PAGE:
2. miR-23b-3p, miR-124-3p, and miR-218-5p Regulate Cervical Cancer Progression

miR-23b-3p, miR-124-3p, and miR-218-5p regulate different transcripts involved in processes related to the maintenance and progression of cancer [37]. The decrease of miR-23b-3p, miR-124-3p, and miR-218-5p in CC causes an increase in the level of their target mRNAs, including MAPK1 and c-Met, RGB2 and AEG-1, and Gli3 and ROBO1, respectively, which promote cell proliferation, migration, and invasion, and inhibit apoptosis [35][38][39]. In CC cell lines C-33A, HeLa, SiHa, and CaSki, it was found that miR-23b-3p, miR-124-3p, and miR-218-5p are involved in the modulation of proliferation, EMT, migration, invasion, metastasis, and apoptosis, through the regulation of their target genes [20][32][34][40][41][42][43][44]. Li et al. found that, in HeLa cells, the overexpression of miR-23b-3p correlates with a decrease in cell proliferation and invasion and with an increase in apoptosis [38]. Likewise, the increase of miR-124-3p levels in HeLa and SiHa cells induces a decrease in cell proliferation and invasion, accompanied by an increase in apoptosis [35]. In a similar way, the upregulation of miR-218-5p decreases the proliferation, migration, and invasion processes of HeLa, SiHa, and C-33A cells [36]. These findings suggest that miR-23b-3p, miR-124-3p, and miR-218-5p are three tumor suppressor miRNAs that regulate the same cellular processes involved in CC progression.
One research workgroup found that miR-23b-3p is decreased in HPV-16+ CC tissues and in C-33A, HeLa, and CaSki cells [32][33][34]. The ectopic overexpression of miR-23b-3p or the inhibition of methylation in the promoter region of miR-23b-3p significantly reduces c-Met expression in C-33A and CaSki cells. c-Met has five MREs for miR-23b-3p in its 3′-UTR region. c-Met is a tyrosine kinase receptor that activates Gab1 and FAK, and the signals stimulated by c-Met promote cell proliferation, migration, and invasion. A decrease in c-Met reduces proliferation, migration, and invasion in CaSki cells, as well as proliferation and invasion in C-33A cells [34]. On the other hand, in patients with CC, low levels of miR-23b-3p are associated with lower survival and predict a poor prognosis for women with this malignancy; restoration of miR-23b-3p expression reduces the activity of the AKT/mTOR signaling pathway and interferes with the progress of EMT, thereby decreasing the proliferation, migration, and invasion of SiHa and CaSki cells. SIX1 is a direct target of miR-23b-3p and regulates, at least in part, the functional effects of this miRNA on CC progression [43]. Furthermore, the overexpression of miR-23b-3p induces a decrease in uPA protein levels, a urokinase that participates in the degradation of the extracellular matrix. In this way, this miRNA interferes with the migration of SiHa and CaSki cells [45].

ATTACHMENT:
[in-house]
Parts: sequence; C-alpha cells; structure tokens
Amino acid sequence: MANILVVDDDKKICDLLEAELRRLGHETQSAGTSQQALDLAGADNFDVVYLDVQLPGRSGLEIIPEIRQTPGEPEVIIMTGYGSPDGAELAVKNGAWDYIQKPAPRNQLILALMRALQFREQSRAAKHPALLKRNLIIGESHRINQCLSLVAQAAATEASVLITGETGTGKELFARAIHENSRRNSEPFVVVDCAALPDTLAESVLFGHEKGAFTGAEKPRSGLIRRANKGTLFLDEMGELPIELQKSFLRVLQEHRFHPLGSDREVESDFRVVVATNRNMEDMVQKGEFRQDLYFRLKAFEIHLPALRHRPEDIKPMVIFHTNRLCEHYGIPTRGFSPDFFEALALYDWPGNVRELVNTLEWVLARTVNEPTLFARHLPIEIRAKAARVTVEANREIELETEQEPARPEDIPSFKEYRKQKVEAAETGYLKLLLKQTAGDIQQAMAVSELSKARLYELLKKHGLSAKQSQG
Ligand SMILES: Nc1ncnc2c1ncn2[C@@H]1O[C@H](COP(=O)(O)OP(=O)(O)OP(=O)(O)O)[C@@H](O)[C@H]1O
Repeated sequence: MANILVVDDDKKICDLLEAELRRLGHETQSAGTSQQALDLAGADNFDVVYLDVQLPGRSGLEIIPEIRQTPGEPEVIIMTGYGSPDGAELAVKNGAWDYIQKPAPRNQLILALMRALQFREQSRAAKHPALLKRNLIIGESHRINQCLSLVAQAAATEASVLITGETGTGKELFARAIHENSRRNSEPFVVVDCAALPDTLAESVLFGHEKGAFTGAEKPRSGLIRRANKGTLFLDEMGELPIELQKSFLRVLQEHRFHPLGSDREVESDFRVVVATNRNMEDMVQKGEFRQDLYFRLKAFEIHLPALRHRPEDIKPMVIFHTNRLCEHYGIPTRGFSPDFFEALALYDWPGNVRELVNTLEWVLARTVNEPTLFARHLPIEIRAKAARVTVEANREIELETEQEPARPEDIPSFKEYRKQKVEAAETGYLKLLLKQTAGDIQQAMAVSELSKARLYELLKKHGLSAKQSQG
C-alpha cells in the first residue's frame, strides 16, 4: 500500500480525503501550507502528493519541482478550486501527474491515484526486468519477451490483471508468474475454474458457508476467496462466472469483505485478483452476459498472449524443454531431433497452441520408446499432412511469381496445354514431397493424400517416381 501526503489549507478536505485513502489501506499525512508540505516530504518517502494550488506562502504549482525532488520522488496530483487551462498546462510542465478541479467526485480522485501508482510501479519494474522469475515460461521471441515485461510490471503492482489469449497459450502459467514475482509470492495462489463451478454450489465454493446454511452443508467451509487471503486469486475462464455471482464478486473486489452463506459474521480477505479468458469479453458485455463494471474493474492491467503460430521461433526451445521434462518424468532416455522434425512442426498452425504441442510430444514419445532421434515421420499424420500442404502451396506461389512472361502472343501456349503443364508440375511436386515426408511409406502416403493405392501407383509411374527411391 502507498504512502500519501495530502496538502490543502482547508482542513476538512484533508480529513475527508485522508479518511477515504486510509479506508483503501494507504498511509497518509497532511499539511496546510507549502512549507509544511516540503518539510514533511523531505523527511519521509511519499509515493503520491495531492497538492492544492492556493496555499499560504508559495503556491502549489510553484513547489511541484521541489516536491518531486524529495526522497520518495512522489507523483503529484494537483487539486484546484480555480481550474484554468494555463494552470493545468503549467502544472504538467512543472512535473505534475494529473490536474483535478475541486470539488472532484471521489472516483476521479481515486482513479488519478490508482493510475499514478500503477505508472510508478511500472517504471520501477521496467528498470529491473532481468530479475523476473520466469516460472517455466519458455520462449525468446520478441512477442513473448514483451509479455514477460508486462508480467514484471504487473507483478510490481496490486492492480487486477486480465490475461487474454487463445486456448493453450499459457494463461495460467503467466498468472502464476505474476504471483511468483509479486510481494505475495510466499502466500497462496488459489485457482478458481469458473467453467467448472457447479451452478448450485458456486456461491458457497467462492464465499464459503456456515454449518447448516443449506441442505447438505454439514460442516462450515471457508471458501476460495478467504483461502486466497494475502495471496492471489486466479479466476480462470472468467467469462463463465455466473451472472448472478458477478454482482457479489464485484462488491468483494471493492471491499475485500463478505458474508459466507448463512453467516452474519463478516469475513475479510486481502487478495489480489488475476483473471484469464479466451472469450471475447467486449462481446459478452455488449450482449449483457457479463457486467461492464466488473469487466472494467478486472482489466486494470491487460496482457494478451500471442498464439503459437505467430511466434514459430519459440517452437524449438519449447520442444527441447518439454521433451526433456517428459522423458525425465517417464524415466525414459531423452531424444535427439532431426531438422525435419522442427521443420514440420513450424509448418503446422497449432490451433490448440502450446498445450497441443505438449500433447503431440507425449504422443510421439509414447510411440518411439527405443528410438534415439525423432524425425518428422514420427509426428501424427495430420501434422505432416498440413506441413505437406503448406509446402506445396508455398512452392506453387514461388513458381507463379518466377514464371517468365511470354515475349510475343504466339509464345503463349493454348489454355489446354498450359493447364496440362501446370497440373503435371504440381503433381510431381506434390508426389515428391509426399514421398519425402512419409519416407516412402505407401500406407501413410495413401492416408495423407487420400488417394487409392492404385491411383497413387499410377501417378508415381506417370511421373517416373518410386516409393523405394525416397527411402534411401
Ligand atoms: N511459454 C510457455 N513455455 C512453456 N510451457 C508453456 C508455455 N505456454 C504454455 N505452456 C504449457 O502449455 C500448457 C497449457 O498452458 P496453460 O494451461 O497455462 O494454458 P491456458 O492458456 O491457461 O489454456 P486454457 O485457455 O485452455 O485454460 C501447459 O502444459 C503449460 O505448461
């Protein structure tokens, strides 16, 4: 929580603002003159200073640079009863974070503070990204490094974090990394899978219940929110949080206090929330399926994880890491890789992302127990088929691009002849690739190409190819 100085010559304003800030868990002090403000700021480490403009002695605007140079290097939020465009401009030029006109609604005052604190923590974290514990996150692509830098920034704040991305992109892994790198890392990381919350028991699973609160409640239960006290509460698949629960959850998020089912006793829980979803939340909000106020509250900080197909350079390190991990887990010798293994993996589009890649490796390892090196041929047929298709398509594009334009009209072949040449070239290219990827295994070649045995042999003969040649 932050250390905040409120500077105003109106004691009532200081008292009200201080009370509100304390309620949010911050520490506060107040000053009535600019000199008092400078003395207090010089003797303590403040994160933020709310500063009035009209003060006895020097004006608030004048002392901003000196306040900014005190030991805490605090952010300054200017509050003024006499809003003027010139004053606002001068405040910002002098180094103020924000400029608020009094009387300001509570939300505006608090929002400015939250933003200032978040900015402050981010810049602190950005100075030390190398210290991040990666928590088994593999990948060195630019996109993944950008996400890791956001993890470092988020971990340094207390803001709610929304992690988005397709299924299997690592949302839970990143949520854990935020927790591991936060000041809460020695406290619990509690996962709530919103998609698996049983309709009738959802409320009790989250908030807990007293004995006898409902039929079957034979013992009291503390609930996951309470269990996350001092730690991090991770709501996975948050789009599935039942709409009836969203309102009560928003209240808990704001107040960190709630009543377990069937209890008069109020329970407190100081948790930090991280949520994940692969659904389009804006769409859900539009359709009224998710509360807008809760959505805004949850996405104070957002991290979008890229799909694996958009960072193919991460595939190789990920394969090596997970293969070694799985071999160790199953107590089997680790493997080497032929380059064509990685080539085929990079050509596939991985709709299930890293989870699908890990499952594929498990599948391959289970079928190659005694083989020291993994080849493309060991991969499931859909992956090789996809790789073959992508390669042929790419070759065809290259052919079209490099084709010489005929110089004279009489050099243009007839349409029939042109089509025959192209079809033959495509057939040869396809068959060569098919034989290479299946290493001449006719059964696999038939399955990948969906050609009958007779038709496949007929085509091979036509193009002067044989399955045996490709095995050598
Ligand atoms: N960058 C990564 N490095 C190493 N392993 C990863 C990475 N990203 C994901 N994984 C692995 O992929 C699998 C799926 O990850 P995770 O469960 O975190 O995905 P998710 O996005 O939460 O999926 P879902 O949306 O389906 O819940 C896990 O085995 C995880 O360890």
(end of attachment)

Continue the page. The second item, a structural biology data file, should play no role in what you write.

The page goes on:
The astrocyte elevated gene-1 (AEG-1), also known as metadherin (MTDH), is considered an oncogene whose overexpression contributes to carcinogenesis and tumor progression in various malignancies. In CC, AEG-1 overexpression is associated with a poor prognosis. AEG-1 is a direct target of miR-124-3p and has been found to be significantly increased in CC and in SiHa and HeLa cells; in contrast, miR-124-3p is decreased in CC tissue and in HeLa, SiHa, CaSki, and C-33A cells. In vitro, the restoration of miR-124-3p causes a decrease in AEG-1, along with decreased cellular proliferation, migration, and invasion, and a reduced progression of EMT in HeLa and SiHa cells. The increase in miR-124-3p correlates with an increase in E-cadherin and B-catenin and with low levels of N-cadherin, Twist, vimentin, and MMP9. Changes in the expression of these proteins indicate that miR-124-3p has a role in the regulation of EMT and metastasis. In line with this, the overexpression of miR-124-3p also results in a decrease in AKRIC2 and an increase in NF1, proteins involved in proliferation and migration in vitro and in vivo. Thus, changes in the expression of AEG-1/AKRIC2/NF1 may be part of the molecular mechanisms through which miR-124-3p reduces proliferation and migration [46][47]. High levels of miR-124-3p also reduce migration, invasion, and EMT in HeLa and C-33A cells through their interaction with AmotL1, an intercellular junction protein that regulates motility and promotes cell migration and invasion. AmotL1 has been found to be overexpressed in CC [42]. Taken together, all the evidence indicates that miR-124-3p is deregulated in CC and that its target genes are directly involved in malignancy progression.